741 F.3d 1155 (10th Cir. 2014), 12-4068, Bonnet v. Harvest (U.S.) Holdings, Inc.
|Citation:||741 F.3d 1155|
|Opinion Judge:||BALDOCK, Circuit Judge.|
|Party Name:||Robert C. BONNET, an individual; Bobby Bonnet Land Services, a sole proprietorship, Plaintiffs/Counterclaim-Defendants-Appellees, v. HARVEST (U.S.) HOLDINGS, INC., a Delaware corporation; Branta Exploration & Production, LLC, a Delaware limited liability company; Elton Blackhair, an individual, Defendants/Counterclaim-Plaintiffs, and Ute Energy LLC|
|Attorney:||Frances C. Bassett (Thomas W. Fredericks, Jeremy J. Patterson, and Thomas McReynolds with her on the brief), Fredericks Peebles & Morgan LLP, Louisville, CO, for Non-Party Movant-Appellant. Zachary E. Peterson (argued) (Lynn S. Davies and Rafael A. Seminario on the brief), Richards Brandt Miller ...|
|Judge Panel:||Before GORSUCH, BALDOCK, and BACHARACH, Circuit Judges.|
|Case Date:||January 28, 2014|
|Court:||United States Courts of Appeals, Court of Appeals for the Tenth Circuit|
The issue before us is whether a subpoena duces tecum served on a non-party Tribe and seeking documents relevant to a civil suit in federal court is itself a " suit" against the Tribe triggering tribal sovereign immunity. Exercising jurisdiction under 28 U.S.C. § 1291, pursuant to the collateral order doctrine, we hold the answer is yes. We therefore reverse the district court's denial of the Tribe's motion to quash based on tribal immunity.
Plaintiff Robert Bonnet is a petroleum landman who conducts business through his sole proprietorship, Bobby Bonnet Land Services; also a Plaintiff. In 2008, Plaintiffs entered into a written contract with the Energy and Minerals Department of the Ute Indian Tribe of the Uintah and Ouray Reservation to serve collectively as an independent contractor and consultant. When the Tribe terminated this contract in April 2009, Plaintiffs, on the basis of diversity jurisdiction, sued various companies and individuals (but not the Tribe) in federal court, alleging these defendants caused the Tribe to terminate this contract prematurely. Plaintiffs served the Tribe
with a non-party subpoena duces tecum requesting documents relevant to their suit. The Tribe moved to quash the subpoena based on the doctrine of tribal sovereign immunity. The district court denied the Tribe's motion to quash based on tribal immunity, but modified the subpoena to limit or strike requests it deemed overbroad. Bonnet v. Harvest (US) Holdings, Inc., 2012 WL 994403, at *1 (D.Utah Mar. 23, 2012) (unpublished). The Tribe now appeals.
In Part II of our opinion, we address whether the Tribe, as a non-party, can appeal the district court's denial of its motion to quash based on tribal immunity, notwithstanding lack of a final judgment. We hold such denial is an immediately appealable collateral order. In Part III, we address whether a subpoena duces tecum served on the Tribe and requesting documents relevant to the underlying civil suit in federal court is itself a " suit" against the Tribe triggering tribal sovereign immunity. We hold this form of judicial process is a " suit" against the Tribe and therefore tribal immunity bars enforcement of the instant subpoena.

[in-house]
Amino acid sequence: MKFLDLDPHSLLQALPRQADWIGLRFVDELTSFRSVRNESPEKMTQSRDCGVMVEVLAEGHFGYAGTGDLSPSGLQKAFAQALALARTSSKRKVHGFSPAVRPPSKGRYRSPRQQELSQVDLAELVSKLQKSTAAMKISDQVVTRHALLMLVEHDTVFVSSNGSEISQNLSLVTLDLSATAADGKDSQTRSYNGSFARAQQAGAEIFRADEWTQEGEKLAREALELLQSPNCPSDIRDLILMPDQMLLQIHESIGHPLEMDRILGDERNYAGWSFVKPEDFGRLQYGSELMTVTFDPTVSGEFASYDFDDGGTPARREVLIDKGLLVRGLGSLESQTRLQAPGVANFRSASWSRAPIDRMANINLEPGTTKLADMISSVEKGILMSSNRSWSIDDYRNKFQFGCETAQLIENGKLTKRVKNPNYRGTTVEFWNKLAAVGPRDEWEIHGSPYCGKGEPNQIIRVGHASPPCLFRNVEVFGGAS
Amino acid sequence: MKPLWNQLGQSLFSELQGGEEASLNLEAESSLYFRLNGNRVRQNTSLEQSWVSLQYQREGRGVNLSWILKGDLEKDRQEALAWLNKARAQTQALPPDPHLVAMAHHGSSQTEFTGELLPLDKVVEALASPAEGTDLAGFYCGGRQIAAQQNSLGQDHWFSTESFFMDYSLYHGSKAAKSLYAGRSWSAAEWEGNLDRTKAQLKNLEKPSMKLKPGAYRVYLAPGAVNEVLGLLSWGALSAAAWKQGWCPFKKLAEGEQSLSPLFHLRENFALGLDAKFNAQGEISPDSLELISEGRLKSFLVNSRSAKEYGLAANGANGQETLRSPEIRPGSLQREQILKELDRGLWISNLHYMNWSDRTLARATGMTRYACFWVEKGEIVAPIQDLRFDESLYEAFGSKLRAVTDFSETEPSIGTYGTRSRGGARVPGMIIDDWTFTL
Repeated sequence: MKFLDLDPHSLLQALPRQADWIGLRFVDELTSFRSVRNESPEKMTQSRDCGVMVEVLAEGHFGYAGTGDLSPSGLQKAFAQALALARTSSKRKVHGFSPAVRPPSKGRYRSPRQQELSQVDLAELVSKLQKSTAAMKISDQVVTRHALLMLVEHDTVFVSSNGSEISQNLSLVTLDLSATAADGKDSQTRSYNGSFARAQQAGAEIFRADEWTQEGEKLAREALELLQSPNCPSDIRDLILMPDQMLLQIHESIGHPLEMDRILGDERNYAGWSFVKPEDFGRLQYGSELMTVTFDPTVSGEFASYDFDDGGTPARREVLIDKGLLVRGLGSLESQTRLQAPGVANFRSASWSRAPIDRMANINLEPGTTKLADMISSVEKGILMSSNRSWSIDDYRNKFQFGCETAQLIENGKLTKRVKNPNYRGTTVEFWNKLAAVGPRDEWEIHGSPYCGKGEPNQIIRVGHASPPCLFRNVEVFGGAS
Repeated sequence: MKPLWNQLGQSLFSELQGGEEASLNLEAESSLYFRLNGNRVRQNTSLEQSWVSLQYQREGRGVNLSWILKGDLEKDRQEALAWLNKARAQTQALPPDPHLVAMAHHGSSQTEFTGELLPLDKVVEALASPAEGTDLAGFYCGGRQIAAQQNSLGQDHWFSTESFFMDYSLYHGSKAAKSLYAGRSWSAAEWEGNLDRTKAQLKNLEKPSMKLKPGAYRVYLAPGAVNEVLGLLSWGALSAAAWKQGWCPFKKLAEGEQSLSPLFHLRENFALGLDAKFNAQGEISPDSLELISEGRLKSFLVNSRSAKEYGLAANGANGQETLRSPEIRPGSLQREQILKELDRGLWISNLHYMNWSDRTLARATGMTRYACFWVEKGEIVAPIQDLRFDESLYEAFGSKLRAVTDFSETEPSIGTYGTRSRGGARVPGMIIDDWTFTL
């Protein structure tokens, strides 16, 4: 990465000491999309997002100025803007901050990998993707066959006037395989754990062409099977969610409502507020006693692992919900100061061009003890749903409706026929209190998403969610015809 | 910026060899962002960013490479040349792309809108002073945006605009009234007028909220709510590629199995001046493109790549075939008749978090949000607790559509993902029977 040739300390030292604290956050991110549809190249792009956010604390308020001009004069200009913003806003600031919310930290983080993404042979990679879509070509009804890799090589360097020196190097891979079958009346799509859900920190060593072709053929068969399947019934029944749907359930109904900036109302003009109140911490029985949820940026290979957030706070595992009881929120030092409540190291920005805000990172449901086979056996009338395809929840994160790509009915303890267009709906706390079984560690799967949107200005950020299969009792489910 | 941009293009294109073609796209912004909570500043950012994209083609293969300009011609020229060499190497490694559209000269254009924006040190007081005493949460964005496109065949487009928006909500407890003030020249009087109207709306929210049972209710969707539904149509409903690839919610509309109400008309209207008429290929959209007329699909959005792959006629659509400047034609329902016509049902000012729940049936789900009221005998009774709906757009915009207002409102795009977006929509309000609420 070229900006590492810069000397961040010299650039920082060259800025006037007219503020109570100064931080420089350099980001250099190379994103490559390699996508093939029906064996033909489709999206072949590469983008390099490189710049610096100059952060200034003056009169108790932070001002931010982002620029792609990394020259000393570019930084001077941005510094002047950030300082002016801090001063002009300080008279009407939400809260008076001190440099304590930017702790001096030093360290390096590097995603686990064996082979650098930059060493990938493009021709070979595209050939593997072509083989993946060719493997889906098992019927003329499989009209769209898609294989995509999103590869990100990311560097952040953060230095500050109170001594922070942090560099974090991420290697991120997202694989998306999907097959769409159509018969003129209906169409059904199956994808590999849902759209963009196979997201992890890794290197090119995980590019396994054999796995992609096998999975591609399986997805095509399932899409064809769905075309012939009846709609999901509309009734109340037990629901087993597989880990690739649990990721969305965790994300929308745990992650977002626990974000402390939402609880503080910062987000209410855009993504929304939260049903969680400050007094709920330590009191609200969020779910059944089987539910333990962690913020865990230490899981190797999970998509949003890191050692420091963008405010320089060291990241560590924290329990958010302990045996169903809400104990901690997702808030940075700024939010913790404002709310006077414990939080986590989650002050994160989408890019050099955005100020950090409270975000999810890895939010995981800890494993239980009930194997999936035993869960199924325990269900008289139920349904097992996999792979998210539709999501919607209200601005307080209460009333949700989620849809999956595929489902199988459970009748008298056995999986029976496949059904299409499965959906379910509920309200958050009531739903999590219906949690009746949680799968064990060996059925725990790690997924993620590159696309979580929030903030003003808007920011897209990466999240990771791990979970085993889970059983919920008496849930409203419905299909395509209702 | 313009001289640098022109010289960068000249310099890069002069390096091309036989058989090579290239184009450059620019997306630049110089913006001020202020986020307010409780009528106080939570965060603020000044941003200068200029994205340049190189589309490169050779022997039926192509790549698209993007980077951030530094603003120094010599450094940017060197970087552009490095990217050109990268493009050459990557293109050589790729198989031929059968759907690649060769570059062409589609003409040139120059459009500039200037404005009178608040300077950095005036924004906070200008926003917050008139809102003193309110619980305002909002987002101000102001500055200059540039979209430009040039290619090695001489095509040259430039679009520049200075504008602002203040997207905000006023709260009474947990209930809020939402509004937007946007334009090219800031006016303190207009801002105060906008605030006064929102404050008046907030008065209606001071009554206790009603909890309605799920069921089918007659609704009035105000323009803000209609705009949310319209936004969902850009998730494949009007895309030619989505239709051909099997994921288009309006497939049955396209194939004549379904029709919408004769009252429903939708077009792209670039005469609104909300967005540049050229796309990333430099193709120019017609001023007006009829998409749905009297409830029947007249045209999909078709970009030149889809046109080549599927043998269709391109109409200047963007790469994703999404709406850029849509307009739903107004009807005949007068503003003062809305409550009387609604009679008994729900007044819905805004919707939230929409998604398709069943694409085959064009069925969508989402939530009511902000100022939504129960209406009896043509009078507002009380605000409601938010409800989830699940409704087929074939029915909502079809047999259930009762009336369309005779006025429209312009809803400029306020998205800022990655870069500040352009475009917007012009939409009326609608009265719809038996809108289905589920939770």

Our appellate jurisdiction depends on whether the district court's denial of the Tribe's motion to quash the subpoena based on tribal sovereign immunity is an immediately appealable order notwithstanding lack of a final judgment. The denial of a motion to quash is generally a non-appealable interlocutory order. United States v. Ryan, 402 U.S. 530, 532, 91 S.Ct. 1580, 29 L.Ed.2d 85 (1971). Under the collateral order doctrine established in Cohen v. Beneficial Indus. Loan Corp., 337 U.S. 541, 69 S.Ct. 1221, 93 L.Ed. 1528 (1949), however, an order is immediately appealable if the order (1) conclusively determines the disputed question, (2) resolves an important issue completely separate from the merits of the case, and (3) is effectively unreviewable on appeal from a final judgment. See United States v. Leon, 132 F.3d 583, 587 (10th Cir.1997). We have recognized that " the denial of tribal immunity is an immediately appealable collateral order." See, e.g., Osage Tribal Council ex rel. Osage Tribe v. U.S. Dep't of Labor, 187 F.3d 1174, 1179 (10th Cir.1999). In Osage, we held an order denying tribal immunity meets the Cohen requirements for an immediately appealable collateral order because (1) the order conclusively determines the disputed question of tribal immunity, (2) tribal immunity is an important issue completely separate from the merits of the case, and most importantly, (3) the denial of tribal immunity is effectively unreviewable on appeal from a final judgment because tribal immunity is " ‘ an immunity from suit rather than merely a defense to liability,’ " which is " ‘ effectively lost’ " if the case is allowed to proceed. Id. (quoting Mitchell v. Forsyth, 472 U.S. 511, 526, 105 S.Ct. 2806, 86 L.Ed.2d 411 (1985)).
Osage and its progeny, however, involve cases where the tribe was a named party to the litigation. " [A] nonparty must independently satisfy our criteria for permitting a nonparty appeal." Bode v. Clark Equip. Co., 807 F.2d 879, 881 (10th Cir.1986) (citing Dietrich Corp. v. King Resources Co., 596 F.2d 422, 424 (10th Cir.1979)). In Bode, we held we lacked appellate jurisdiction over a non-party's appeal from an apportionment order because the apportionment order was neither a final order nor did it satisfy the requirements of an immediately appealable collateral order under Cohen . Id. By comparison, in Dietrich, we held a law professor who provided consulting services to two law firms in a particular case could appeal a trial court order limiting his compensation agreement
with the firms even though...
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